Dr Norman Smith

13 October 1811–24 May 1888 (Age 76)
Mont Vernon, Hillsborough, New Hampshire, United States

The Life of Norman

When Dr Norman Smith was born on 13 October 1811, in Mont Vernon, Hillsborough, New Hampshire, United States, his father, Jesse Smith, was 30 and his mother, Abigail Kittredge, was 27. He married Harriet Sleeper on 1 March 1838, in Francestown, Hillsborough, New Hampshire, United States. They were the parents of at least 1 son. He lived in Massachusetts, United States in 1870. He died on 24 May 1888, in Groton, Middlesex, Massachusetts, United States, at the age of 76, and was buried in Groton, Middlesex, Massachusetts, United States.

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Family Time Line

Dr Norman Smith
1811–1888
Mary Jane King
1828–1899
Marriage: 11 September 1860
Norman Kittredge Smith
1868–
Frederick Lee Smith
1871–1943
Laura King Smith
1872–1910

Spouse and Children

    Male1811–1888Male

    Mary Jane King

    Female1828–1899Female

MARRIAGE
11 September 1860
Barre, Barre, Worcester, Massachusetts, United States
children

(3)

    Norman Kittredge Smith

    Male1868–Male

    Male1871–1943Male

    Laura King Smith

    Female1872–1910Female

Parents and Siblings

siblings

(5)

World Events (8)

1812

Age 1

War of 1812. U.S. declares war on Britain over British interference with American maritime shipping and westward expansion.
1812 · War of 1812

Age 1

Because of the outbreak of war from Napoleonic France, Britain decided to blockade the trade between the United States and the French. The US then fought this action and said it was illegal under international law. Britain supplied Native Americans who raided settlers living on the frontier and halting expansion westward. In 1814, one of the British raids stormed into Washington D.C. burning down the capital. Neither the Americans or the British wanted to continue fighting, so negotiations of peace began. After Treaty of Ghent was signed, Unaware of the treaty, British forces invaded Louisiana but were defeated in January 1815.
1832 · The Black Hawk War

Age 21

Convinced that a group of Native American tribes were hostile, The United States formed a frontier militia to stop them in their tracks. Even though Black Hawk was hoping to avoid bloodshed while trying to resettle on tribal land, U.S. officials opened fire on the Native Americans. Black Hawk then responded to this confrontation by successfully attacking the militia at the Battle of Stillman's Run and then left northward. After a few months the militia caught up with Black Hawk and his men and defeated them at the Battle of Wisconsin Heights. While being weakened by hunger, injuries and desertion, Black Hawk and the rest of the many native survivors retreated towards the Mississippi. Unfortunately, Black Hawk and other leaders were later captured when they surrendered to the US forces and were then imprisoned for a year.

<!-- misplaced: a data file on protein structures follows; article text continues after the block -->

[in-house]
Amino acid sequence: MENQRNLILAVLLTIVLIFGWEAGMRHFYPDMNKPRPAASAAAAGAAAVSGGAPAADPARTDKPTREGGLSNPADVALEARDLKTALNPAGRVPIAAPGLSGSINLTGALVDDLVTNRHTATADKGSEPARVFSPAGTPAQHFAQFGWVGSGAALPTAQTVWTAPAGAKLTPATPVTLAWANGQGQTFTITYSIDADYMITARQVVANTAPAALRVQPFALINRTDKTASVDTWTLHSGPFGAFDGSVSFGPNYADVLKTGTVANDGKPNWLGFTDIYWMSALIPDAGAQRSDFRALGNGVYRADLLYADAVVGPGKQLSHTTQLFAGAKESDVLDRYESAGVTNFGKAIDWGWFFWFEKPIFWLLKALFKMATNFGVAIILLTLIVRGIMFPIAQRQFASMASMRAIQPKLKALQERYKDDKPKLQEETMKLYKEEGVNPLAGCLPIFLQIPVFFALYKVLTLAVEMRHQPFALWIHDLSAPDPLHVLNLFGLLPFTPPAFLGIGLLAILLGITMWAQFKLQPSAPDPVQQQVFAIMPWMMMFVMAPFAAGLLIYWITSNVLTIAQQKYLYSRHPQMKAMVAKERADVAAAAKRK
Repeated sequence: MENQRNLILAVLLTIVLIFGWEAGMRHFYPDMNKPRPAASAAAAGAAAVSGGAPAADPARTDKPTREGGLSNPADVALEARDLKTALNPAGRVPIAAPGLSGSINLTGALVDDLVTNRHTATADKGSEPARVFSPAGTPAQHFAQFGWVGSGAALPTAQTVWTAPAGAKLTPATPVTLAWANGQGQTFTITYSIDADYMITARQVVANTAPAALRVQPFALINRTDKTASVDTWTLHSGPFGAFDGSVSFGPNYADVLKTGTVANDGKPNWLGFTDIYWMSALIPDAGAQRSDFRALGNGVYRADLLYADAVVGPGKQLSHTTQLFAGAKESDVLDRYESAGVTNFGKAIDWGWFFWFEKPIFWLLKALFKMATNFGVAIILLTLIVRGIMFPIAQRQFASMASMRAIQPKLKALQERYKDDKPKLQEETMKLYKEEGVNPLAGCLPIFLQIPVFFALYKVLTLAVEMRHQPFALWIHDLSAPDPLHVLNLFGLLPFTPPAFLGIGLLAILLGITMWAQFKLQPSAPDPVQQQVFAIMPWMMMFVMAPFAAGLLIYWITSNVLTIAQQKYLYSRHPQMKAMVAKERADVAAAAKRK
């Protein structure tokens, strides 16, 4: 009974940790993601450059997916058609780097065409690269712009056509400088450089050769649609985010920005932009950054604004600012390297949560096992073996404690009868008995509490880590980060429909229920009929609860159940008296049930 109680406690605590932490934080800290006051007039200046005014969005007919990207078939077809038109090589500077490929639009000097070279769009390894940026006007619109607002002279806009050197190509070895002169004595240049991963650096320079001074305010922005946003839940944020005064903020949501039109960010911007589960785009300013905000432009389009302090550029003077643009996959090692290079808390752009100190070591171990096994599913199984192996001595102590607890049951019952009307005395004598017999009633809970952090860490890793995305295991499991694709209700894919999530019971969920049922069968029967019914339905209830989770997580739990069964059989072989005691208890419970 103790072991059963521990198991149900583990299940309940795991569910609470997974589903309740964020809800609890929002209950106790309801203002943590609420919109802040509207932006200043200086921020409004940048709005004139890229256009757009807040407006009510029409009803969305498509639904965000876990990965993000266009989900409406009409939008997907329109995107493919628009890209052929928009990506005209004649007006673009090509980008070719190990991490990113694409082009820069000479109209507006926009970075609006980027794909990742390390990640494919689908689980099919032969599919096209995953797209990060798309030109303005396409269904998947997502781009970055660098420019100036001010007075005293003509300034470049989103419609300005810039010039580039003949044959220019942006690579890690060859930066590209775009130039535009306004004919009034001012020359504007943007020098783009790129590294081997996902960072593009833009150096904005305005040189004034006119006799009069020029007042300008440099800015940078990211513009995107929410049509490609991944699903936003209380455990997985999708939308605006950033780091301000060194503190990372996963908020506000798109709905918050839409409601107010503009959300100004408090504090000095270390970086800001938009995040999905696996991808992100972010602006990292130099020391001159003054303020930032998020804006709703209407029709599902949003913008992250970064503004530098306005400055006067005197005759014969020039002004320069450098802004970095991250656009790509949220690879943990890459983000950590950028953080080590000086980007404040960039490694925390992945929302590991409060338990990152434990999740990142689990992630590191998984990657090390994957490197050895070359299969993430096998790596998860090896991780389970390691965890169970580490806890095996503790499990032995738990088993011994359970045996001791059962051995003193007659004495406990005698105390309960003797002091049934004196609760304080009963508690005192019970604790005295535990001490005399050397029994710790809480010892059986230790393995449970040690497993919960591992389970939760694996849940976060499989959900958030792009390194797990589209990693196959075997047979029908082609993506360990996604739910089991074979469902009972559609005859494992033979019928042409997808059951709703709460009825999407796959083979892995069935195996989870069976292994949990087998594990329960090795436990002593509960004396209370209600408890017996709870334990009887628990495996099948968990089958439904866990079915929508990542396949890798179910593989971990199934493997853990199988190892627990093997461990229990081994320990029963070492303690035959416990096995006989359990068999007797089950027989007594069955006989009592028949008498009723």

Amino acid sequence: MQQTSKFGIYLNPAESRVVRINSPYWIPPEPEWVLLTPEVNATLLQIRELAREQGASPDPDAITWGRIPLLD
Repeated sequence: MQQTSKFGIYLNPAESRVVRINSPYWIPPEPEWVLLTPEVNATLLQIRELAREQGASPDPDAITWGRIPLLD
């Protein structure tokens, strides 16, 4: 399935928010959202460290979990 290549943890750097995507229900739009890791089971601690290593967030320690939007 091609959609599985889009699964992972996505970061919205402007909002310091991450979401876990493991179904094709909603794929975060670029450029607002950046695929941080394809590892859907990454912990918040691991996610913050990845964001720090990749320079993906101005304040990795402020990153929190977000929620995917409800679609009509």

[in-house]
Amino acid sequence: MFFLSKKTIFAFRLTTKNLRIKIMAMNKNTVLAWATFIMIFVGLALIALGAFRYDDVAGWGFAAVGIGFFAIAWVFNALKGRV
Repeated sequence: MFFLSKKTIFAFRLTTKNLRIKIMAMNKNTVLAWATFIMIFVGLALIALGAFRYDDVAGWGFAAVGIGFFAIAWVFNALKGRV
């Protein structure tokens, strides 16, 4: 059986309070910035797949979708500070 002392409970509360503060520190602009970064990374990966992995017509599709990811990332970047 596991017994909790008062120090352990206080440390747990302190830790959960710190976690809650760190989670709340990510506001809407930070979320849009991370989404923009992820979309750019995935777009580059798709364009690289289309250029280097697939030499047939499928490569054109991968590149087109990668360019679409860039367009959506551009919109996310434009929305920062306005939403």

Name Meaning

English: occupational name for a worker in metal, from Middle English smith (Old English smið, probably a derivative of smītan ‘to strike, hammer’). Metalworking was one of the earliest occupations for which specialist skills were required, and its importance ensured that this term and its equivalents were perhaps the most widespread of all occupational surnames in Europe. Medieval smiths were important not only in making horseshoes, plowshares, and other domestic articles, but above all for their skill in forging swords, other weapons, and armor. This is the most frequent of all American surnames; it has also absorbed, by assimilation and translation, cognates and equivalents from many other languages (for forms, see Hanks and Hodges 1988 ).

Dictionary of American Family Names © Patrick Hanks 2003, 2006.

Possible Related Names

Sources (3)

  • Norman Smith, "United States Census, 1850"
  • Norman Smith, "Massachusetts State Census, 1865"
  • Norman Smith, "United States Census, 1870"

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